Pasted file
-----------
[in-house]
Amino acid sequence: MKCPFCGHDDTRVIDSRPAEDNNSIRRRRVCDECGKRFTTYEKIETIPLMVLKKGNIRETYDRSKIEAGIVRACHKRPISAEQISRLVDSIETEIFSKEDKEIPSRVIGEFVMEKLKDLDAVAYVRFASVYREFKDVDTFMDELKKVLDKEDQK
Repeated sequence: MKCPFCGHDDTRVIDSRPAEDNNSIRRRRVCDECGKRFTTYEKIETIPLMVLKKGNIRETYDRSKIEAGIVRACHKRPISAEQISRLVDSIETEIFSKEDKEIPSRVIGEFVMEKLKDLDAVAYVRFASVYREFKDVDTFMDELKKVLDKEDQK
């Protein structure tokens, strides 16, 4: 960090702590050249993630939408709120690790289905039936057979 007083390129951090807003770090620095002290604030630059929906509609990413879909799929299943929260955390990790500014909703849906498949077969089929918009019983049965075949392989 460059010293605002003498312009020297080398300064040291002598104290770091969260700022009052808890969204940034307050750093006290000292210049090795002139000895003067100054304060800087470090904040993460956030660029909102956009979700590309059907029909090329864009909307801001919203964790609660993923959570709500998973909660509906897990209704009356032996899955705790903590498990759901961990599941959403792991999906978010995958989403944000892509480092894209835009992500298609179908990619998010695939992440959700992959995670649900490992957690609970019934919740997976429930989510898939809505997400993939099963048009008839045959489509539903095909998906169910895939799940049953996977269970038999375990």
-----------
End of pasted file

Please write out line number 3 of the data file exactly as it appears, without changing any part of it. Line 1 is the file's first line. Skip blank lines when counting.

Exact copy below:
Repeated sequence: MKCPFCGHDDTRVIDSRPAEDNNSIRRRRVCDECGKRFTTYEKIETIPLMVLKKGNIRETYDRSKIEAGIVRACHKRPISAEQISRLVDSIETEIFSKEDKEIPSRVIGEFVMEKLKDLDAVAYVRFASVYREFKDVDTFMDELKKVLDKEDQK